Comparison of single CT scan assessment of bone mineral density, vascular calcification and fat mass with standard clinical measurements in renal transplant subjects: the ABC HeART study
BACKGROUND:Despite limitations of routine methods, Clinical Practice Guidelines support the assessment of bone mineral density (BMD) and vascular calcification in renal transplant recipients. Changes in fat mass also occur post-transplantation, although they are traditionally difficult to measure accurately. We report the feasibility, convenience and accuracy of measuring the above 3 parameters using a novel CT protocol. METHODS:We conducted a cross-sectional study of 64 first renal allograft recipients (eGFR > 30 ml/min/1.73 m(2)). Quantitative CT (QCT) BMD analysis was conducted using CT lumbar spine (GE Medical Systems Lightspeed VCT & Mindways QCT Pro Bone Mineral Densitometry System Version 4.2.3) to calculate spinal volumetric BMD and compared with standard DXA calculated areal BMD at the spine, hip and distal forearm. Abdominal aortic calcification was assessed by semi-quantitative Aortic Calcification Index (ACI) method and compared with lateral lumbar x-ray Kappuila score and pulse wave velocity (PWV). Visceral and subcutaneous adipose tissue volume (Osirix 16 Ver 3.7.1) was compared with BMI. RESULTS:Participants were 61 % male, had a mean age of 47 years, median ESKD duration of 5.4 years and a mean eGFR of 54 ml/min. iDXA median T-score at proximal femur was -1.2 and at lumbar spine was -0.2. Median QCT Trabecular T-score at lumbar spine was -1.2. The percent of subjects with a T-score of < 2.5 by site and method was DXA Proximal Femur: 7 %, DXA distal radius: 17 %, DXA spine: 9 %, QCT (American College of Radiology cutoffs): 9 %. CT derived ACI correlated with PWV (r = 0.29, p = 0.02), pulse wave pressure (r = 0.51, p < 0.001), QCT Trabecular (-0.31, p = 0.01) and cortical volumetric BMD and history of cardiovascular events (Mann-Whitney U, p = 0.02). Both visceral and subcutaneous adipose tissue correlated with BMI (r = 0.63 & 0.64, p < 0.001). CONCLUSIONS:Single CT scan triple assessment of BMD, vascular calcification and body composition is an efficient, accurate and convenient method of risk factor monitoring post renal transplantation.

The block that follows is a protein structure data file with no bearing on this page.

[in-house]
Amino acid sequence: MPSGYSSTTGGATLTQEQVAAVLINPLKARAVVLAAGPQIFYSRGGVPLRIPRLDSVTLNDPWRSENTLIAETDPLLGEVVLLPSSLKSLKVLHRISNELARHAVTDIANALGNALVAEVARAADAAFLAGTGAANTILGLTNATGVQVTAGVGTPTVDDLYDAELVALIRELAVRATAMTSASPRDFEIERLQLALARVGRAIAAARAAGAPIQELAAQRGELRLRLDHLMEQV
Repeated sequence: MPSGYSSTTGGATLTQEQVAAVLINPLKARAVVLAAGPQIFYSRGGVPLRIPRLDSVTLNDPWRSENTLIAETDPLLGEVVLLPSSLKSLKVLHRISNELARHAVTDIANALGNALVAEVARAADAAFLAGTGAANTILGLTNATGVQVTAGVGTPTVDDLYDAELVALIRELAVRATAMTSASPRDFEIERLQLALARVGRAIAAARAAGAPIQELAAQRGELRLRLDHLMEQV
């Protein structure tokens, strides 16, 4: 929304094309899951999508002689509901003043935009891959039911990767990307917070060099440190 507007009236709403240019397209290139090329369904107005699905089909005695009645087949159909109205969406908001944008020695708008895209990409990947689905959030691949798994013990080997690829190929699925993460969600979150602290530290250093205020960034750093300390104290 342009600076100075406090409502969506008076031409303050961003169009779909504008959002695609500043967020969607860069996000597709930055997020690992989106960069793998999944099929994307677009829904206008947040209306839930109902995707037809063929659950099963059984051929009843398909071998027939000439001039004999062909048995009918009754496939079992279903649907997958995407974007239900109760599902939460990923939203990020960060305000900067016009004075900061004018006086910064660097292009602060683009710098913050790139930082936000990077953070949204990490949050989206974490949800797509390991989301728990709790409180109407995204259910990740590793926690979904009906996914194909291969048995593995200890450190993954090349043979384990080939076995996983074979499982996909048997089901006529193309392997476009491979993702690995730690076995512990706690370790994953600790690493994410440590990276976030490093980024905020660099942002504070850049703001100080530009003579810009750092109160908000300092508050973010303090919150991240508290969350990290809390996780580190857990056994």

Clinical significance of pulmonary nodules detected on abdominal CT in pediatric patients